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Coffee in Rwanda

August 31, 2011

Naturally, I was particularly intrigued with Margee & Bertrand’s section on coffee in Rwanda.

In 2007, Rwanda’s three largest exports were coffee, tea, and pyrethrum (a natural insecticide with which I have some experience from my pest control days on the west coast). These amounted to more than 60% of the country’s exports. Coffee has traditionally been a central pillar of Rwanda’s economy, but much of its infrastructure was disturbed by the genocide (more on this in another post).

From Margee & Bertrand:

The successful recovery of the coffee industry is a story that involved the US government represented by the US Agency for International Development (USAID), the Rwandan government, and the private sector in the US, first with the Community Coffee Company of Baton Rouge, Louisiana and more recently, Starbucks. These have been very successful partnerships: coffee is now Rwanda’s major export crop, representing 75% of export income. Rwandan coffee is now considered by many experts to be among the highest quality in the world. In 2007 the mega-coffee retailer Starbucks sold out the “Rwandan Blue Bourbon” brand in 5,000 of its shops.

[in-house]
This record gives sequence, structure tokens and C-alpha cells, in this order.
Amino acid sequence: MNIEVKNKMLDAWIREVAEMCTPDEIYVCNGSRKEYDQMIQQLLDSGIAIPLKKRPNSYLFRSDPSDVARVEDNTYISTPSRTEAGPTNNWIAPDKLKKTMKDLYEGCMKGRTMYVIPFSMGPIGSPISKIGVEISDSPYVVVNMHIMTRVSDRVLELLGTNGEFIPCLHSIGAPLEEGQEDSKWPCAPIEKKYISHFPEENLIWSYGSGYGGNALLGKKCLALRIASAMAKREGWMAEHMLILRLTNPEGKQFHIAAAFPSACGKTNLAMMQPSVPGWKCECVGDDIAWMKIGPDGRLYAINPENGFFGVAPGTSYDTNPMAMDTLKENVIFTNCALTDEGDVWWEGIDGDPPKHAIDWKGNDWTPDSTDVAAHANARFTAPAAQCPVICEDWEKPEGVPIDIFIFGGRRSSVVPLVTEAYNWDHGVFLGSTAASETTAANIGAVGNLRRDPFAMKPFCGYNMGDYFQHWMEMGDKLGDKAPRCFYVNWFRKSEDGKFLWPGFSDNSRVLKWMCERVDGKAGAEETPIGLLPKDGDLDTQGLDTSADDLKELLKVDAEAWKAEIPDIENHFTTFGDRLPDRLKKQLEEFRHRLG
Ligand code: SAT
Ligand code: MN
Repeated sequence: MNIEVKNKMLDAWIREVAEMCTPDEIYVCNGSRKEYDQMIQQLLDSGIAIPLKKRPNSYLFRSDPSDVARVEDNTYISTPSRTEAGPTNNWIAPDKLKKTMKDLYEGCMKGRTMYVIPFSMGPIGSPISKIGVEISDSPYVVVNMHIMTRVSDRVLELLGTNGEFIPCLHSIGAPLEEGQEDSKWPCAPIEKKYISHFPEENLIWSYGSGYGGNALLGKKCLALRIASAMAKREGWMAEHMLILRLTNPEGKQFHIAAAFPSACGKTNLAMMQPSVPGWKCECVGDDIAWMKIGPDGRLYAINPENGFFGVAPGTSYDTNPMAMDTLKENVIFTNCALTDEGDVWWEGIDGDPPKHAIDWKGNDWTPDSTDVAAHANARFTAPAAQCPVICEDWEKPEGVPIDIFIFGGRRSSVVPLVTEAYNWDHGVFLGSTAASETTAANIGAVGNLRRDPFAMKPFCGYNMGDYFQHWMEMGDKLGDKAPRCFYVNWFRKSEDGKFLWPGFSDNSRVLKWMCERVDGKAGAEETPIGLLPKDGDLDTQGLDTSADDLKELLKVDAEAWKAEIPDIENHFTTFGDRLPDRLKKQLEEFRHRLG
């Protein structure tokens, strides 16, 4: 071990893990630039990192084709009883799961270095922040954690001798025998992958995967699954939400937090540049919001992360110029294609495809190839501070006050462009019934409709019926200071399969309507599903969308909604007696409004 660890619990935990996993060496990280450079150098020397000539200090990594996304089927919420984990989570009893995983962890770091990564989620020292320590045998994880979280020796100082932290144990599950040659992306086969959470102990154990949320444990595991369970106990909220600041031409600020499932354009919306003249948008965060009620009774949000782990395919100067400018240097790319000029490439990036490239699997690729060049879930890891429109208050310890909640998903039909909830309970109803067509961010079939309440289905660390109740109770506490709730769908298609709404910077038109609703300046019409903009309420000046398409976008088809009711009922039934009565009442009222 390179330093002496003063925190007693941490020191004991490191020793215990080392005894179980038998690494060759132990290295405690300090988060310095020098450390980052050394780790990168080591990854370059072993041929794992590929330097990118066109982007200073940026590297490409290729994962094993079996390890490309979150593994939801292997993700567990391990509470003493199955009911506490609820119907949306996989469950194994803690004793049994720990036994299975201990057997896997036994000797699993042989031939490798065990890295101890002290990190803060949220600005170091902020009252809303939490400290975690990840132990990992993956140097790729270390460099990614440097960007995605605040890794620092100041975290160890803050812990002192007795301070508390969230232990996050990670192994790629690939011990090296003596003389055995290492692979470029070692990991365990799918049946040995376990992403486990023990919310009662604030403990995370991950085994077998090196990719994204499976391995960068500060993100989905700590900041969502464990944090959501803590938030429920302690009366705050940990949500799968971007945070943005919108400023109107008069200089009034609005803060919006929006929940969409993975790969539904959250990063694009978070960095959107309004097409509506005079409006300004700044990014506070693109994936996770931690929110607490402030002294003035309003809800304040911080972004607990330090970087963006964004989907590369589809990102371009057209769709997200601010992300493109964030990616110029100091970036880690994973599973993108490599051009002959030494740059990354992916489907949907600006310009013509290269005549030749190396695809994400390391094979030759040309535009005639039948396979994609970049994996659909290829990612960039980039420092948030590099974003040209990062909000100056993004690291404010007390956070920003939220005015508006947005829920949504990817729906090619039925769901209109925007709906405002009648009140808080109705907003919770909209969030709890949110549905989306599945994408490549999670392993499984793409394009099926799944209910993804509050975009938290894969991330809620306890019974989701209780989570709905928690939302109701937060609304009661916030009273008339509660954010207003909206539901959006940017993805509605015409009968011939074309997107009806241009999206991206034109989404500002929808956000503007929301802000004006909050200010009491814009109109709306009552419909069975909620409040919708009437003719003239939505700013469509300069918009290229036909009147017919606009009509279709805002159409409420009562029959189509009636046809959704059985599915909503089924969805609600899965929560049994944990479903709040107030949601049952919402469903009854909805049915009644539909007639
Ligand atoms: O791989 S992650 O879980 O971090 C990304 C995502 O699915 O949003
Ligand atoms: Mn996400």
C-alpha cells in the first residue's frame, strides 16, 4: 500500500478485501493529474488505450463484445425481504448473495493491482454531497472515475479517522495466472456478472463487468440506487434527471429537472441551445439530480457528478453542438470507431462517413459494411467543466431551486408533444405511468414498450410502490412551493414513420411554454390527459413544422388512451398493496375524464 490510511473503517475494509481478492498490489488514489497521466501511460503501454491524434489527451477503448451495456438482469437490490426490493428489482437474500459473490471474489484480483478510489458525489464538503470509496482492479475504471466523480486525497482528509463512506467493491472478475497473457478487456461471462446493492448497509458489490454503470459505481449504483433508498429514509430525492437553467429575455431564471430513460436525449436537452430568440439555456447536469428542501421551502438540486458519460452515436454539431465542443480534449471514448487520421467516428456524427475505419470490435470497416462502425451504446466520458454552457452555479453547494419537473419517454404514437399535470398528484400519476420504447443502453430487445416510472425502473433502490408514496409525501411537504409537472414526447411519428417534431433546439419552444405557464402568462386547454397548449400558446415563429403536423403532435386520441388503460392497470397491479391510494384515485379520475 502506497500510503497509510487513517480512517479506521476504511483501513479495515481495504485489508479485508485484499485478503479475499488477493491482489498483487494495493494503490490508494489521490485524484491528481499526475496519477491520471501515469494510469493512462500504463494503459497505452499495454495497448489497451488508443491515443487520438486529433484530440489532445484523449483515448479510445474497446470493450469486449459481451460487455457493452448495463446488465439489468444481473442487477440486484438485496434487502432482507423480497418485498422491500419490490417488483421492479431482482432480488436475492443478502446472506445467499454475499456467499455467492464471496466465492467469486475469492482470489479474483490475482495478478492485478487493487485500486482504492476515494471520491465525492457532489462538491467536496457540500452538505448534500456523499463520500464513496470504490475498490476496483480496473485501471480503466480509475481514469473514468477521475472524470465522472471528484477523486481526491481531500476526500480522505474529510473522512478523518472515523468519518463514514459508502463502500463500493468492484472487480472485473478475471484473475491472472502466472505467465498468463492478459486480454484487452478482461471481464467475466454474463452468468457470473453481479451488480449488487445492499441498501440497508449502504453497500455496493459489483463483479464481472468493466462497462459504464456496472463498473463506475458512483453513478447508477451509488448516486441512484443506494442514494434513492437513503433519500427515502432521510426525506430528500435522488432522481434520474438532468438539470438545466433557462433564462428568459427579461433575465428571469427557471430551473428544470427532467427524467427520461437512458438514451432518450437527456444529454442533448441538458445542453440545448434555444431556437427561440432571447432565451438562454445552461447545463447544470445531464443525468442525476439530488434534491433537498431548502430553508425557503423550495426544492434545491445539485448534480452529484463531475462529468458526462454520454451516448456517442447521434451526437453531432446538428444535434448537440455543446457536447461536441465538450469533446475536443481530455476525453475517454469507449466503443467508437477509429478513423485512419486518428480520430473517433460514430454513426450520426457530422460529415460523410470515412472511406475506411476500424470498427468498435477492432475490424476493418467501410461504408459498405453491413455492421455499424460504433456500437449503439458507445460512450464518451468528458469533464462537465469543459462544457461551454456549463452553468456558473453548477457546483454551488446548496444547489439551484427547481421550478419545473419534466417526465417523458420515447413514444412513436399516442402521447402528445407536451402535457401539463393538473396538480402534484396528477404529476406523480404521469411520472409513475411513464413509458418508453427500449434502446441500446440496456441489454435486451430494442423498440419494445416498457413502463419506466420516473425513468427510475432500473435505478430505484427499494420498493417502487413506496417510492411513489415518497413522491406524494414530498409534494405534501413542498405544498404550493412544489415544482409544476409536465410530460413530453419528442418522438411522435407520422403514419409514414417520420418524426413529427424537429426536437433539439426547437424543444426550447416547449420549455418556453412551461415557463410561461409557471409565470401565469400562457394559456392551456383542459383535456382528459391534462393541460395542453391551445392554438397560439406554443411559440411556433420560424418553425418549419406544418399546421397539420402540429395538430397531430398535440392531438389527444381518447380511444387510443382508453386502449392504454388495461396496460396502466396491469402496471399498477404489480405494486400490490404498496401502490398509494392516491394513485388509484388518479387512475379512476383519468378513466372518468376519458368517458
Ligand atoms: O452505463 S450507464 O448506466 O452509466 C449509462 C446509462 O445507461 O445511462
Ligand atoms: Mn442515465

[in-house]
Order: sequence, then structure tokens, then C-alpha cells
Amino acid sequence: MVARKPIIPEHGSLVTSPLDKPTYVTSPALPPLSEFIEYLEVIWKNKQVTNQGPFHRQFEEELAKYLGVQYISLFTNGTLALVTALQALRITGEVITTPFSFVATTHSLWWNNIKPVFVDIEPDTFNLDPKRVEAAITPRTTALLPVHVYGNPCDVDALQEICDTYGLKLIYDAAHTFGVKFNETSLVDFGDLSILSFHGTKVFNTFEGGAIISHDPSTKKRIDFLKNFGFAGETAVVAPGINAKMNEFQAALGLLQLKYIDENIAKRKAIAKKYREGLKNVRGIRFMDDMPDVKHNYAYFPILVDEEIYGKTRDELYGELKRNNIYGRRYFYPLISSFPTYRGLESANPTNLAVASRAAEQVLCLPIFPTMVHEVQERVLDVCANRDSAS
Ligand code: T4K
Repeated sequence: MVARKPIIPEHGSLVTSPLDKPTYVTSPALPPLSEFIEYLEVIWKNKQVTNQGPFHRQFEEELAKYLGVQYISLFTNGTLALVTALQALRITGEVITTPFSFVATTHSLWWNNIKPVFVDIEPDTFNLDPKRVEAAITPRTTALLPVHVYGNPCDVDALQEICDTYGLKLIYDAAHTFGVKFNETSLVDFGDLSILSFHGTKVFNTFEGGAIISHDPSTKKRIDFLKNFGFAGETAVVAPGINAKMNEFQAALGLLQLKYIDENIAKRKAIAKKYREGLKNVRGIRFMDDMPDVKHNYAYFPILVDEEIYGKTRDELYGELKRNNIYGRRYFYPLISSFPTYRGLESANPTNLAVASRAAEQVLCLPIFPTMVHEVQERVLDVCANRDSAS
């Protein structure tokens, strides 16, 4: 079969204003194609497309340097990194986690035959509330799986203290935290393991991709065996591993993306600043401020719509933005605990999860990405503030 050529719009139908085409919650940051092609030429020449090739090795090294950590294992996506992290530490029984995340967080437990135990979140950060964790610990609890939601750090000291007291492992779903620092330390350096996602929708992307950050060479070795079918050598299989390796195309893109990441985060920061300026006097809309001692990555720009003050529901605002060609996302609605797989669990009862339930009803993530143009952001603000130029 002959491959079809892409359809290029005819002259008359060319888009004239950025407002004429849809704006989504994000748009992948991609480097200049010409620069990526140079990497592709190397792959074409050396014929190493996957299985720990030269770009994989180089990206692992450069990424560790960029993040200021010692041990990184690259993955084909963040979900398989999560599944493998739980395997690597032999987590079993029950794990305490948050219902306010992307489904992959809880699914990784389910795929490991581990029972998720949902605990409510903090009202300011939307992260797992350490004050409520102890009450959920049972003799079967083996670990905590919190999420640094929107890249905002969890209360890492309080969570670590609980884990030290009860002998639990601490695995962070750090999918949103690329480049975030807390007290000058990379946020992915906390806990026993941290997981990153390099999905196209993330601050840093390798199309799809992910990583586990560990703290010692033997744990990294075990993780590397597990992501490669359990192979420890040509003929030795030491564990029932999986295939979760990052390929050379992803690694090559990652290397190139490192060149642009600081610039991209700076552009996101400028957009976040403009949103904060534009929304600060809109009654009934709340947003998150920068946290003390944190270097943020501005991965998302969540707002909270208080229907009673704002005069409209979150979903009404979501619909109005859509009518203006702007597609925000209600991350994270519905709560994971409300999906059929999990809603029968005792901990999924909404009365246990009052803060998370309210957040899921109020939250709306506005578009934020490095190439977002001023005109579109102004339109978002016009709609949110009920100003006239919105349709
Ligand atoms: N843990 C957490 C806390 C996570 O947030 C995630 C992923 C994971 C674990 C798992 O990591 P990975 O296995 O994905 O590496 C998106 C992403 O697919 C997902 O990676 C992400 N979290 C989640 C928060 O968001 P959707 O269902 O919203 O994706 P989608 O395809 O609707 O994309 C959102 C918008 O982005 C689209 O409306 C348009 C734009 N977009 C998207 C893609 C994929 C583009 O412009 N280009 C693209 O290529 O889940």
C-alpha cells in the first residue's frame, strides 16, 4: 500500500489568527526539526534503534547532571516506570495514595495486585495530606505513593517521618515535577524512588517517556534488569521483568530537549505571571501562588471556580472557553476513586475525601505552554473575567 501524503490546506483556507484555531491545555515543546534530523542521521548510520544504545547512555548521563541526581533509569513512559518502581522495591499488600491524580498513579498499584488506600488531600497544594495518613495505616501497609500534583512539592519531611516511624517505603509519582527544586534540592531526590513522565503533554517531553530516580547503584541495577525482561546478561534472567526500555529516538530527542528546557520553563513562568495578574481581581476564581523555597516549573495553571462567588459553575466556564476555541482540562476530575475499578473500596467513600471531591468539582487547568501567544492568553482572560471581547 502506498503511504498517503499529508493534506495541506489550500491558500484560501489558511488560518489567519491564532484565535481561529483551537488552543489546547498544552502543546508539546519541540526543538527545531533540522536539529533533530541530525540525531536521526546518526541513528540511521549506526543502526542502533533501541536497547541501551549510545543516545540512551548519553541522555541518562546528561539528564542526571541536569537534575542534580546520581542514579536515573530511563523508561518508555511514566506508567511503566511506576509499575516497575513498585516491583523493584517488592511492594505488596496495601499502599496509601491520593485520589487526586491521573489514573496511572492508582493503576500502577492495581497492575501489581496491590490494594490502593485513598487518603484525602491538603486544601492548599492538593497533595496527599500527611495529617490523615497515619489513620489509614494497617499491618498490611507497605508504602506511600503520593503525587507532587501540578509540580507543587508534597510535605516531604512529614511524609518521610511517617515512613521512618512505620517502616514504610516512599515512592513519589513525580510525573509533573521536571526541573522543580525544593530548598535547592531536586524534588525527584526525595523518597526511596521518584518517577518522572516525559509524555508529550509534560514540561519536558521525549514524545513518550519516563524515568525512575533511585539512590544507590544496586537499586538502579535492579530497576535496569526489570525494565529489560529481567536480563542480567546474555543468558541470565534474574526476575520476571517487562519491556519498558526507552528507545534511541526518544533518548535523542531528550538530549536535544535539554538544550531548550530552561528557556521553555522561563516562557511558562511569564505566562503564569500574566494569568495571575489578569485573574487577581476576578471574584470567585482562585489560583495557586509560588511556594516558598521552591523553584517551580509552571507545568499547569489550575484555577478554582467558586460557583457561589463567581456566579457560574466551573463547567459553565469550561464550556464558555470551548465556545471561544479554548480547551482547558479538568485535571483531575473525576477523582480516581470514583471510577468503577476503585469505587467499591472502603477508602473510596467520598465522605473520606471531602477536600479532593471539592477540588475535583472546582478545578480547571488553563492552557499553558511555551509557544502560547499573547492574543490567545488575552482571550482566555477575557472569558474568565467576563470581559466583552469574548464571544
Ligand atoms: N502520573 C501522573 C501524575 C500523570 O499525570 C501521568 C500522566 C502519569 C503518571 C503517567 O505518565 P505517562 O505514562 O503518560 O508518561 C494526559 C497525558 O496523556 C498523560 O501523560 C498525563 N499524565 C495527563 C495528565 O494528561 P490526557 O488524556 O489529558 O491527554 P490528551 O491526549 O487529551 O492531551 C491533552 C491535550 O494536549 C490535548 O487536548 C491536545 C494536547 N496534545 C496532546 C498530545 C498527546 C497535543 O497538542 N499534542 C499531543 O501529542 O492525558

The eternal critic in me has questions about the perspective and the depth of the subsequent analysis. I’ll explore USAID’s role in re-stimulating coffee production after the genocide at some future date, but my connection to Bikes to Rwanda also wants to know more about smaller coffee outfits—in the United States and elsewhere—that have played a role in galvanizing the revival of the Rwandan coffee industry. As major chains go, Starbucks is a pretty decent model of quality and good global citizen (the “as major chains go” bit is a pretty hefty qualifier, mind—more on this, perhaps, another time), but their presence can also have the effect of diminishing the input and participation of others (on scale alone).

Margee & Bertrand note some of the ups and downs within the coffee industry and the need to modernize production and distribution within the country, but also point out that the majority of the population is not involved in growing tea or coffee, which poses an important challenge: increasing the income and productivity of subsistence farmers. Building on this, it might be worth going into deeper discussion of the various forms of coffee production in Rwanda—between independent coffee growers and larger plantations.

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